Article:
By Ashley Apodaca
Five vacant properties, previously owned by a prominent Richmond-area investor, were auctioned off by the city of Richmond for tax delinquency in late October. The properties, located in Church Hill along a historic stretch of homes, had been owned by property collector Stacy Martin through Premier Investment Properties LLC.
According to the city’s Vacant Building List, released last summer, Martin owned 3 percent of the vacant properties in Richmond – more than any other single owner.
In the registry, Martin was associated with three different investment groups: Clayton Investment Group LLC, Premier Investment Properties LLC and Tower Building Properties LLC. Collectively, these groups owned 68 of the 2,306 vacant Richmond listed on the registry.
Outside of the registry, Martin has also been linked to Hermitage Realty, the real estate firm that Richmond resident Donald Lacey used to channel money from investors in an elaborate and illegal scheme before he was charged with mail fraud and engaging in unlawful monetary transactions in 2010.
Vacant properties were at the heart of Lacey’s scheme. He used the vacant properties to attract investors, who believed their investments were going toward renovation and restoration.
Martin has not been charged with or linked to any such schemes. However, she was the city’s No. 1 owner of vacant properties, according to the registry. Most of the vacant properties owned by the three investment groups she represents are located in the East End.
John Murden Jr. lives in Church Hill and writes for the Church Hill People’s News, a hyperlocal news website. He frequently writes about the vacant property problem in his neighborhood. Murden blames the vacant property collectors for “single-handedly stalling any progress towards rebuilding the physical fabric of the community.”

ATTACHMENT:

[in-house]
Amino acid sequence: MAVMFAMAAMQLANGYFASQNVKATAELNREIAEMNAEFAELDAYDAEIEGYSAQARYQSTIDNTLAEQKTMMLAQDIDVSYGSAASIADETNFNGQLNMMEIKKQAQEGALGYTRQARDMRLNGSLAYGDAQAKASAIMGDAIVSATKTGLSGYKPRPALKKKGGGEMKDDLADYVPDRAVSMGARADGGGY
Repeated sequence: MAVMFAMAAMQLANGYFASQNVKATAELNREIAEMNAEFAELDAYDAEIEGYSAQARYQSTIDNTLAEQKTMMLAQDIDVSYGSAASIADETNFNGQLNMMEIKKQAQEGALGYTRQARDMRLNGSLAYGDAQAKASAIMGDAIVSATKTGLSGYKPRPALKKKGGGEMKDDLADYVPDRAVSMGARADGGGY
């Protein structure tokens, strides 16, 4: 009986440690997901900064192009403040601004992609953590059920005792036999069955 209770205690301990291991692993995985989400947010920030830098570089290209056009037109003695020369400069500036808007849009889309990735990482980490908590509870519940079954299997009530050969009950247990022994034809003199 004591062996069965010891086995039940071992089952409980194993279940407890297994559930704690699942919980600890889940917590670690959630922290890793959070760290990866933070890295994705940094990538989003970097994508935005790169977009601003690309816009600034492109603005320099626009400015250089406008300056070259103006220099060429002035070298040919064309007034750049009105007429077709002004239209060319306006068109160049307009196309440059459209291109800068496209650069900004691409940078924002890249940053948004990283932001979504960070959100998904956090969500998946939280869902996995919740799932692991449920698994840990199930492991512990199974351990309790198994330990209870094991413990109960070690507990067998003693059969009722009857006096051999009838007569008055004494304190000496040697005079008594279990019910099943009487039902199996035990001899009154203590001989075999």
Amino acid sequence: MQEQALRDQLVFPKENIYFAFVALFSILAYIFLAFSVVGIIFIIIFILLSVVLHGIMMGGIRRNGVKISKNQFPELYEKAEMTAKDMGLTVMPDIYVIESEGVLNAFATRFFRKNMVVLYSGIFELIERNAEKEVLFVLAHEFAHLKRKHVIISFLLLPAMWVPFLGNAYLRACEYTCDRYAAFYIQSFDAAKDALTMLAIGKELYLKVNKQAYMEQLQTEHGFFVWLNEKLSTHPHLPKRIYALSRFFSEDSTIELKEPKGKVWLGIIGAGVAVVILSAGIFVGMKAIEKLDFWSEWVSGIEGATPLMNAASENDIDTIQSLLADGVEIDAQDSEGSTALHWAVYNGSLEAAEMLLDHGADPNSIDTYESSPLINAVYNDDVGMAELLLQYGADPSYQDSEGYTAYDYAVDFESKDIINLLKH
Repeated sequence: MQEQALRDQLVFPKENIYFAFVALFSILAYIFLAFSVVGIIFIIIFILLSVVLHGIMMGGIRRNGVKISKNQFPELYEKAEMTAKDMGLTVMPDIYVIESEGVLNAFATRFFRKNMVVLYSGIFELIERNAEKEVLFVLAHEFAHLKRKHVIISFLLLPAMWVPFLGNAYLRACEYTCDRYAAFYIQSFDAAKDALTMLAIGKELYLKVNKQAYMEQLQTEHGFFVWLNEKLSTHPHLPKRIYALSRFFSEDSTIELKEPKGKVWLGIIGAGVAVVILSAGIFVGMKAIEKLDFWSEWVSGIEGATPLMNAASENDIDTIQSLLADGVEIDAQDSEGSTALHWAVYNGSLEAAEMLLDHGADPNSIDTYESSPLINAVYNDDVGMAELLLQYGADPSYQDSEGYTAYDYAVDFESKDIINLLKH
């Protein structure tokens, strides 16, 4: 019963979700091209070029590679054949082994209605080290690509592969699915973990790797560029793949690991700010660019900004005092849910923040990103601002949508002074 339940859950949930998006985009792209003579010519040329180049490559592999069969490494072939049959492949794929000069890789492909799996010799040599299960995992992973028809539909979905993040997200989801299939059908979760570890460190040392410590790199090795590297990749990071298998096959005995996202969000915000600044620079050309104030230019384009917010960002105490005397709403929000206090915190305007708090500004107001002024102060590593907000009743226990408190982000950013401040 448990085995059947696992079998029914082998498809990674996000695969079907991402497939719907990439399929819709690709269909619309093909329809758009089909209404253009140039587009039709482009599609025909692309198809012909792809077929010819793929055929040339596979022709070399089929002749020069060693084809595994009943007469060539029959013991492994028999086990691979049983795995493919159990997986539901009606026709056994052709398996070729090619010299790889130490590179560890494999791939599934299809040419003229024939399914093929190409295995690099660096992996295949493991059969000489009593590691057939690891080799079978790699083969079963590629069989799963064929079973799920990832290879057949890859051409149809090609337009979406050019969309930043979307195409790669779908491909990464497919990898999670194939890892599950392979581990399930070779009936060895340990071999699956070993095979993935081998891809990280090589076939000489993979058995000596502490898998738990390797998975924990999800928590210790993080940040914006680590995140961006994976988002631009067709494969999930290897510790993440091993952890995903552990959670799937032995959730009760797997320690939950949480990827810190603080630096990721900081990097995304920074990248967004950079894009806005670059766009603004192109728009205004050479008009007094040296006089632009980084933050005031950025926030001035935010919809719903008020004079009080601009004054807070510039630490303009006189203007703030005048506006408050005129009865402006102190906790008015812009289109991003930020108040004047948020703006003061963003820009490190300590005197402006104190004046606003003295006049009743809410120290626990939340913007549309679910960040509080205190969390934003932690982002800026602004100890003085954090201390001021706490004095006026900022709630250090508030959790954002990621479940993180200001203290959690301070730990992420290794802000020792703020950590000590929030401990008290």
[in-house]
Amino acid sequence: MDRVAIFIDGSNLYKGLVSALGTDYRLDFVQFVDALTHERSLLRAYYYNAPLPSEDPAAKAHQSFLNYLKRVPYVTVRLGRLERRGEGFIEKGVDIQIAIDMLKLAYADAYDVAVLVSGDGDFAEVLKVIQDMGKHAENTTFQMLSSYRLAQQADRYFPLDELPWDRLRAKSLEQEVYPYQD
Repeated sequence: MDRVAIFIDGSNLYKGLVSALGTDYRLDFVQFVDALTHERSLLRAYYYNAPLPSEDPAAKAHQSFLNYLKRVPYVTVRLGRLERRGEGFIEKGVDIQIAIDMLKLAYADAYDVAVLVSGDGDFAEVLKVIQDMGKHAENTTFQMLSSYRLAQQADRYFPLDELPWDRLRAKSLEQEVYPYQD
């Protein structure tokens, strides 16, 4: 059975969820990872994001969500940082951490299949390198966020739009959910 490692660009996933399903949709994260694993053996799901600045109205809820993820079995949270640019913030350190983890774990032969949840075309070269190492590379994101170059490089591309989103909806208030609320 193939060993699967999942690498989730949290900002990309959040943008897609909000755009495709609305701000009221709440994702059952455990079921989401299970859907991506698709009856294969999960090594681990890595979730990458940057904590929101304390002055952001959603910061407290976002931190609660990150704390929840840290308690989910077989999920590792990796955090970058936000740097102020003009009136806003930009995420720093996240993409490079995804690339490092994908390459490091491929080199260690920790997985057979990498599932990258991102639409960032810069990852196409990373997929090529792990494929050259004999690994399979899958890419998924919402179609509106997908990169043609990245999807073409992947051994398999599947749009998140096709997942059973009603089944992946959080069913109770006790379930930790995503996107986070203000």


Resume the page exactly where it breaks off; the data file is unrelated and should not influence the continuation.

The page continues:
Urban planning experts say vacant and abandoned buildings cause numerous negative effects on the surrounding areas. While they can be found throughout the city, both the East End and the Southside have especially high numbers of vacant properties.
“The general premise with vacant properties is that if you don’t take care of the property, by virtue of the fact that the building is vacant, it tends to create a perception that really colors how and what people think of a neighborhood,” said Louellen Brumgard, the associate director of community development at the Virginia Department of Housing and Community Development.
“A vacant, derelict, falling-down structure will tend to affect the willingness of people around that property to make investments in their property. And then it tends to be sort of this downward spiral.”
Amy George, a graduate of the master’s program in urban and regional planning in the L. Douglas Wilder School of Government and Public Affairs at VCU, did an extensive study on the vacant building problem in Richmond. She concentrated on the East End because of its historically high concentration of vacant properties.